Bullying, and the rise of cyberbullying in the past several years, has substantially affected the mental health of millions of students and has been the focus of legislation, community efforts, and school-based initiatives. In the era of online learning, many experts worried about a spike in cyberbullying. In a new working paper from Brown’s Annenberg Institute, researchers Andrew Bacher-Hicks, Joshua Goodman, Jennifer Greif Green, and Melissa K. Holt found the opposite was true.
The researchers looked at data from Google Trends, which analyzes how popular a given topic is based on the prevalence of searches on Google. The researchers were able to look at how often “school bullying,” “cyberbullying,” and related topics and keywords were searched for before, during, and after the onset of Covid. The researchers then combined the Google Trends data with national data on school instructional modes to examine the link between in-person schooling and bullying.
The researchers found that historically speaking, there is a drop in bullying searches over the summer and during school holidays. They also found that state-level data of self-reported bullying reflected the Google Trends data, meaning states with higher rates of reported bullying having a higher prevalence of searches.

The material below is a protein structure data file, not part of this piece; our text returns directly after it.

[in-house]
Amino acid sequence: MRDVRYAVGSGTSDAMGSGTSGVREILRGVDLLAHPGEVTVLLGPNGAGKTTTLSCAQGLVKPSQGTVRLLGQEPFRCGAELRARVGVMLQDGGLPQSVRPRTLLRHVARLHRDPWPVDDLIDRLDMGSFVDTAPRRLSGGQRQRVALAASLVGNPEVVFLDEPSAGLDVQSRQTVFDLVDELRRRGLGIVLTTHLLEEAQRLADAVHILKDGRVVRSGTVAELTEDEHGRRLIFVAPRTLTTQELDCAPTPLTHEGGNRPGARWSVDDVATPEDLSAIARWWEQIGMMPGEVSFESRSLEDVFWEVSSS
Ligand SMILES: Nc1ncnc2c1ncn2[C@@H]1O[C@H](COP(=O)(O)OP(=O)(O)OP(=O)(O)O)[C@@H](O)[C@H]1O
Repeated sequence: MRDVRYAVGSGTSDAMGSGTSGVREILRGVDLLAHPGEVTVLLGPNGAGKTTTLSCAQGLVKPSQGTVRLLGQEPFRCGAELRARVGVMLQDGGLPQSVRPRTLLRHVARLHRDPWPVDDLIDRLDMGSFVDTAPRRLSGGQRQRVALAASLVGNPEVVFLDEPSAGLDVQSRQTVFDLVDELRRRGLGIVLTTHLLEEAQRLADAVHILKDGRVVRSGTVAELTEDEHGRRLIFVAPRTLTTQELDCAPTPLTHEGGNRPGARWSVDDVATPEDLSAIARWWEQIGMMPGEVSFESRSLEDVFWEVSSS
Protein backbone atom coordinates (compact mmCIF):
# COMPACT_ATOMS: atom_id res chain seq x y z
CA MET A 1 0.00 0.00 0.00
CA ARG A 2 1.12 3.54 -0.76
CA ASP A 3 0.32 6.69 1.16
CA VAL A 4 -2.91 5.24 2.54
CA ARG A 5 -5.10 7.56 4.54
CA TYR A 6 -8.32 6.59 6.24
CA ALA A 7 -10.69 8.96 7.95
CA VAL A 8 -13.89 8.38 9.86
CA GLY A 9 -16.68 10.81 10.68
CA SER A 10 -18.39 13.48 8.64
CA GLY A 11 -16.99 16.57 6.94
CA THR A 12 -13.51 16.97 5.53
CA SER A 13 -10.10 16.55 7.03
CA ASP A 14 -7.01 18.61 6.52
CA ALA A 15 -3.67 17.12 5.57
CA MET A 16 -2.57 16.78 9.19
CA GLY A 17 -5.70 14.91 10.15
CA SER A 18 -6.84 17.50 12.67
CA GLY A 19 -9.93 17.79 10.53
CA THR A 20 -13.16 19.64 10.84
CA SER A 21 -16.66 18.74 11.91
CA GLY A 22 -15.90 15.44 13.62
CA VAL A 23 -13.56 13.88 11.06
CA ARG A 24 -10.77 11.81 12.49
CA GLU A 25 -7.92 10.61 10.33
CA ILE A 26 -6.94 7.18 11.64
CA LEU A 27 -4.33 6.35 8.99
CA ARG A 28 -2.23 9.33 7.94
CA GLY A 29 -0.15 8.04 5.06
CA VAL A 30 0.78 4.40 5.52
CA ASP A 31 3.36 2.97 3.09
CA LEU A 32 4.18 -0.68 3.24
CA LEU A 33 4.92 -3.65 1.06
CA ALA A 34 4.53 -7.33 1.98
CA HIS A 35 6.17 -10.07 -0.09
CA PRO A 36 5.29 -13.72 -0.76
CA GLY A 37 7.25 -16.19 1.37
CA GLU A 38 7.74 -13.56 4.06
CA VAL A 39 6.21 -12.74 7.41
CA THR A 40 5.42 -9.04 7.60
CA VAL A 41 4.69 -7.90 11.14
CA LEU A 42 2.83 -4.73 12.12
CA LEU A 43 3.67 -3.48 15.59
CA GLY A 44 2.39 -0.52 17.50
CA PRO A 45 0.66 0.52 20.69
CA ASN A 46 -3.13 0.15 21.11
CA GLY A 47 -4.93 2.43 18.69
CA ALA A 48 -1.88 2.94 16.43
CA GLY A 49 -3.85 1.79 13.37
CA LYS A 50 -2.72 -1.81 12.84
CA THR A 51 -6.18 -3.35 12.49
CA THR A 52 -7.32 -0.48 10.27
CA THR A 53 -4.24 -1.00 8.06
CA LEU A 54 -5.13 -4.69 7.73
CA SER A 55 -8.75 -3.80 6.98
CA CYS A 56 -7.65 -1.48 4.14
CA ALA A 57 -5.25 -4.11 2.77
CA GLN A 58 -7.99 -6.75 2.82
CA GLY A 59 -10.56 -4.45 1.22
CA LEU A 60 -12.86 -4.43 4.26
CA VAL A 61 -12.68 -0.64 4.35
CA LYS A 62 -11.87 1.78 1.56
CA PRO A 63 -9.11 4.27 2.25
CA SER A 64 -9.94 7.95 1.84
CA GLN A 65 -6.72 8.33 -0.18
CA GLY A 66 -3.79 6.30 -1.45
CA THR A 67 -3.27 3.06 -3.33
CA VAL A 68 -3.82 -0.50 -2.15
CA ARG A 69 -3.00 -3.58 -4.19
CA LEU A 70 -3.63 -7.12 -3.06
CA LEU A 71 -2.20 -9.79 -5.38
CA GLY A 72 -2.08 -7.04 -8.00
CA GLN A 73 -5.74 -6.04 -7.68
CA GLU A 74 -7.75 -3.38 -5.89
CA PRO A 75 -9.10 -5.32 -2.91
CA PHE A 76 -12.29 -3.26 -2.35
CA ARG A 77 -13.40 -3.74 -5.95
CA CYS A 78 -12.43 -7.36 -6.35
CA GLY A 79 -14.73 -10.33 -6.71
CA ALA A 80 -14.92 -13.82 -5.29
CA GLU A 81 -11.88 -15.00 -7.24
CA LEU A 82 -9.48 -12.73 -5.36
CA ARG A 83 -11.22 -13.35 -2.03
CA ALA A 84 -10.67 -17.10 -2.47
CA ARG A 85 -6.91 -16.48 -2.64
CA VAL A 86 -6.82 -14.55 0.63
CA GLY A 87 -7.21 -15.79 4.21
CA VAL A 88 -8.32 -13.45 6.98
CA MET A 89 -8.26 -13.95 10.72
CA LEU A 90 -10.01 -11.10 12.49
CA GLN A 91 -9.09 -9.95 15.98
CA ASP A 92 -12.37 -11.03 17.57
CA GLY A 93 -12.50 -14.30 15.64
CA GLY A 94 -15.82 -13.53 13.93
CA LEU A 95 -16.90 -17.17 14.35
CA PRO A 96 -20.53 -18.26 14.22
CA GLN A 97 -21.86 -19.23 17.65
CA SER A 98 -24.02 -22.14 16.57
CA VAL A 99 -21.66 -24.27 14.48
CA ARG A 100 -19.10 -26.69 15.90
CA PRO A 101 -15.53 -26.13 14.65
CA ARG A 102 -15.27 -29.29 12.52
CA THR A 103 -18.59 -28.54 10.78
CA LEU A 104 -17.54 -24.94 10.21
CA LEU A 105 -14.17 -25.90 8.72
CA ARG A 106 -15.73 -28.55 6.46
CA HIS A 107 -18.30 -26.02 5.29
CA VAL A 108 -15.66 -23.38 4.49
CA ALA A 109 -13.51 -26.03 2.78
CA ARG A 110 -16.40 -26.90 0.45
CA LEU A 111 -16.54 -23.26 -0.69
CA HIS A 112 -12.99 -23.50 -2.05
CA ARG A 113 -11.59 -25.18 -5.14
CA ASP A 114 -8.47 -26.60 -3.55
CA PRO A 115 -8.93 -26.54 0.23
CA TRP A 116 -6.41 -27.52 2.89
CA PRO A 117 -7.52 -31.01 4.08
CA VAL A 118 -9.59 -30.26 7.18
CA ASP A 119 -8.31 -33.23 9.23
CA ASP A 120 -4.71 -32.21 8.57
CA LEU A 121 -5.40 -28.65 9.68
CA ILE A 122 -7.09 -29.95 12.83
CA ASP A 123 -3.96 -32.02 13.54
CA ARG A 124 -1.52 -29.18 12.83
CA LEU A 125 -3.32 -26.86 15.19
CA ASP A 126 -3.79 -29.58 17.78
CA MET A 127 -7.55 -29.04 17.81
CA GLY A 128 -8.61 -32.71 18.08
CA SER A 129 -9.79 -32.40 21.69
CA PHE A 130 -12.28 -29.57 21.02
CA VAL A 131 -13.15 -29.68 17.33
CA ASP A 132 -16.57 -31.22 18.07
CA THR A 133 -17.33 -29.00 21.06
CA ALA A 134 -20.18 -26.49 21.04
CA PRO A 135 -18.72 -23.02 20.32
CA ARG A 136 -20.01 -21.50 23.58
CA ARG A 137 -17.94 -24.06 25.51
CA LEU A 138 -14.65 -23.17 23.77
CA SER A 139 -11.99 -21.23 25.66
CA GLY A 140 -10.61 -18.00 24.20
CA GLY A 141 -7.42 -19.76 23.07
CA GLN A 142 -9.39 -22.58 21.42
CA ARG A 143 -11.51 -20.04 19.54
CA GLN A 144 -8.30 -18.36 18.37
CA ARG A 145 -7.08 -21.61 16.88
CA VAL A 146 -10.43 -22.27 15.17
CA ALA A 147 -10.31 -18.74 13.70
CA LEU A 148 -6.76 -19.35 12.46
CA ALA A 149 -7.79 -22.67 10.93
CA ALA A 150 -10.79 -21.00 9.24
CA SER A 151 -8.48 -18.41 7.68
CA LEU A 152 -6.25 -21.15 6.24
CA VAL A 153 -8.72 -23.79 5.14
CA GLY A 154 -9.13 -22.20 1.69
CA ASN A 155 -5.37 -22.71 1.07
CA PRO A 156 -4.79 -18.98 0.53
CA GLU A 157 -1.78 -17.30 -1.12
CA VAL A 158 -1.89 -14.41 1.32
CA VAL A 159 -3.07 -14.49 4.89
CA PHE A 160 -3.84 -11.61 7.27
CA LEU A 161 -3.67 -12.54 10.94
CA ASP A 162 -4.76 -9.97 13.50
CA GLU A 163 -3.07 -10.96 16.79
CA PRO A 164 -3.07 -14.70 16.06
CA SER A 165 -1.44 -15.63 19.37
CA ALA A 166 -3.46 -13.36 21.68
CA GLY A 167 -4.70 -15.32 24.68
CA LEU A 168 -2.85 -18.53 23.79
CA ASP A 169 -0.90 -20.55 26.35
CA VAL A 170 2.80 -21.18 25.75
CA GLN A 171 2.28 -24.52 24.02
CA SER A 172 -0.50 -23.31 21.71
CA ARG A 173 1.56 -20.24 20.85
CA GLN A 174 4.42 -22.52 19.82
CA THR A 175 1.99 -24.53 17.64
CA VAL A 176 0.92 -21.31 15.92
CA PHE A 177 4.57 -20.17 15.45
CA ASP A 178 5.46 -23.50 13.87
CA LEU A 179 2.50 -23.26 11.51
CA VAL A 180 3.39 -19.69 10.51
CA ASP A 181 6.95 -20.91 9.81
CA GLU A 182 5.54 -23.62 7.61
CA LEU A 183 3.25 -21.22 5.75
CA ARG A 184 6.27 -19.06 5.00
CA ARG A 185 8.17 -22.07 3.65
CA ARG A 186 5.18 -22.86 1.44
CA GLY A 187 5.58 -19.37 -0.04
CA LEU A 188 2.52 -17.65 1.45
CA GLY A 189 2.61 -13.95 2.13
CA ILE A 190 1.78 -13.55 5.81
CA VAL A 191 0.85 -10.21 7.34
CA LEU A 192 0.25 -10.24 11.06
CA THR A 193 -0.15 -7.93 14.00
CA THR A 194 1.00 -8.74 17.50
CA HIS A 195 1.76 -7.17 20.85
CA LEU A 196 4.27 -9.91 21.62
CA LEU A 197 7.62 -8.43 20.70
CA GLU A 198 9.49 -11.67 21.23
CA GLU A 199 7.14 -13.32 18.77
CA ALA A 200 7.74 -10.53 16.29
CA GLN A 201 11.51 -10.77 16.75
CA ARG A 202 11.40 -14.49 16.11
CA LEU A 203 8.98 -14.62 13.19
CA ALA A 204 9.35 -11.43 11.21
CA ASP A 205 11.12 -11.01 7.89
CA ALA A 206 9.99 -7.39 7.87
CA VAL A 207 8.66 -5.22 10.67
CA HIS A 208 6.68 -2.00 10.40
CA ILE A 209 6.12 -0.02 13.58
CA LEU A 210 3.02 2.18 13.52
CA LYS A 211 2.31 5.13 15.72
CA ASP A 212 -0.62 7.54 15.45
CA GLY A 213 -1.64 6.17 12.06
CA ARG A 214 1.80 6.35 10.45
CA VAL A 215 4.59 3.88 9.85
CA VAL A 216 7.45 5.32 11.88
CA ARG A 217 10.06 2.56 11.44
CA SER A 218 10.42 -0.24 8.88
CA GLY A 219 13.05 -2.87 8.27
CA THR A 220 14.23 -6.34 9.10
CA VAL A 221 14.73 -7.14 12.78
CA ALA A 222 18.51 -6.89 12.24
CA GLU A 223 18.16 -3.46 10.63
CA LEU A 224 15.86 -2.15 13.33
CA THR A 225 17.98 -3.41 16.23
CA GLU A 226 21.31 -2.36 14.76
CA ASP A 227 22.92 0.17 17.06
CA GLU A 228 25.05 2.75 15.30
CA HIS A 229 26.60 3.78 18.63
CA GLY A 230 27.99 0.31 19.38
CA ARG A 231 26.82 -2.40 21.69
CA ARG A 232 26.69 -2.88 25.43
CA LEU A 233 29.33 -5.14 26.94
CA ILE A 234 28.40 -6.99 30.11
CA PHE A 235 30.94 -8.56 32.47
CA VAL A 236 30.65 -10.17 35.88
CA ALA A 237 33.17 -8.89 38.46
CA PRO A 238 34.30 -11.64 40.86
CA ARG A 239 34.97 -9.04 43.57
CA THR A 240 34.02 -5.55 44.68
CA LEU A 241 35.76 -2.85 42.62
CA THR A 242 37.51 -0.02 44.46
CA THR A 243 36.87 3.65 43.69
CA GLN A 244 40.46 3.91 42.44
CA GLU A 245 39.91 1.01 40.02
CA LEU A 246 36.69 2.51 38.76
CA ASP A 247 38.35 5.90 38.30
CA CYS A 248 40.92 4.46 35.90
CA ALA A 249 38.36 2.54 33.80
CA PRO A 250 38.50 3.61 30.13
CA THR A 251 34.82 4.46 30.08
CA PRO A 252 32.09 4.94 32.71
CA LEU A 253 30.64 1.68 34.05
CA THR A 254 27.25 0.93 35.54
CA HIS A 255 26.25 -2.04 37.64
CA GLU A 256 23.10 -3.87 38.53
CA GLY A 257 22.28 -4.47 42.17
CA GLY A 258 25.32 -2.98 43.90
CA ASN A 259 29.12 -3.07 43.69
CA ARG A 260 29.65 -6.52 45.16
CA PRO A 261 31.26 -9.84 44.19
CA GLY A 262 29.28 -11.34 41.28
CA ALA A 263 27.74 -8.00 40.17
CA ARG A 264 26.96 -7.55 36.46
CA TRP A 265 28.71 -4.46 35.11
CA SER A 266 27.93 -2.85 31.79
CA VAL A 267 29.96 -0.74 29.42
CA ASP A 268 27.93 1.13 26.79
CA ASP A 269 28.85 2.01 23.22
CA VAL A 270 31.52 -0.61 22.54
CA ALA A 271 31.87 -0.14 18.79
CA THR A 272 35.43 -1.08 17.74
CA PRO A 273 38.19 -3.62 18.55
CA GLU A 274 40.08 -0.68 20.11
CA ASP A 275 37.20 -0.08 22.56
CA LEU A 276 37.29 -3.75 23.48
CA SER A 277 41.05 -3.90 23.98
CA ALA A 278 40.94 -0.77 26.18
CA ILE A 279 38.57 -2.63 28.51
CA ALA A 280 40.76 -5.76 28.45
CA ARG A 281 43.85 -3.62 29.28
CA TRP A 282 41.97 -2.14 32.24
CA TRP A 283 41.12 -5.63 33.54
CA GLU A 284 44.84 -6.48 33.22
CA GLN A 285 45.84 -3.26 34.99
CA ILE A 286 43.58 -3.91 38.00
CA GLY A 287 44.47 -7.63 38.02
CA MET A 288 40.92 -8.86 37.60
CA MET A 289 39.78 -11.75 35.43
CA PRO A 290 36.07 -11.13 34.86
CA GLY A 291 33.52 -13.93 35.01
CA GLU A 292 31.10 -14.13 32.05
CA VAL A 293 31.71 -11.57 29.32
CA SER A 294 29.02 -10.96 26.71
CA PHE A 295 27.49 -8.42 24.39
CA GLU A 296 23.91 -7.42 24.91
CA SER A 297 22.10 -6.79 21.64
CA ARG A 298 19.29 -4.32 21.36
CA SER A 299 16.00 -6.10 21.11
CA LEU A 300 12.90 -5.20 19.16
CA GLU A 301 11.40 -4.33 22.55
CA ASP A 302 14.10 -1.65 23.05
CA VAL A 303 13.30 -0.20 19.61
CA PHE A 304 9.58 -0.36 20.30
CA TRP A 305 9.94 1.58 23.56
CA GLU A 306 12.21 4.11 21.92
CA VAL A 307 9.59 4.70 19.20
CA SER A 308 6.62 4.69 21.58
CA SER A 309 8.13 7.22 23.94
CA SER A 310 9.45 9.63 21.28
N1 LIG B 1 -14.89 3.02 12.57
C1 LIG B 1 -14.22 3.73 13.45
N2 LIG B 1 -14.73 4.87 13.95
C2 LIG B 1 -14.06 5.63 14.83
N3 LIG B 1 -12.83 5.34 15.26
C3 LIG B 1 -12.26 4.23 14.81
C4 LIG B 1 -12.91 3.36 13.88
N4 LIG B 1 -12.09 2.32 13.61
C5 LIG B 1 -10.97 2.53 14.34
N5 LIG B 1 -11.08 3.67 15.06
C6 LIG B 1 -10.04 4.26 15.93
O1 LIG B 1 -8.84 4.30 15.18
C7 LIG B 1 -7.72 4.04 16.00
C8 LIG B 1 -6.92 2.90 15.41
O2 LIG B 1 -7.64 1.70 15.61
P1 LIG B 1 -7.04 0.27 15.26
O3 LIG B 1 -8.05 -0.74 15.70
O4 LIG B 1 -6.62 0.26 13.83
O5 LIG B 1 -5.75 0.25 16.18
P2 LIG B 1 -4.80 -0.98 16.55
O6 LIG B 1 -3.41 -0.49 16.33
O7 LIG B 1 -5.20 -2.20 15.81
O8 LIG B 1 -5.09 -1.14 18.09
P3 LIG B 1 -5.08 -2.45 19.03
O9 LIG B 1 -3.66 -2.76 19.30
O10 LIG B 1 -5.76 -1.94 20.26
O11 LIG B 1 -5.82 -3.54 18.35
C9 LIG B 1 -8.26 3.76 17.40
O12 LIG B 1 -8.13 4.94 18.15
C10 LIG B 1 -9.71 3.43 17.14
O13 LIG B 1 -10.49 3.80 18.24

Most importantly, the data indicated that the pandemic did not produce a spike in cyberbullying, and in fact, dramatically reduced both school bullying and cyberbullying based on the Google Trends data; both school and cyberbullying searches were historically low in spring 2020 and then again in the 2020- 2021 school year.
The researchers suggest the data indicates cyberbullying is strongly associated with in-person bullying, and ultimately is a continuation of in-person bullying enacted online. Secondly, the researchers note the importance of using Google Trends in the future as a real time surveillance data point.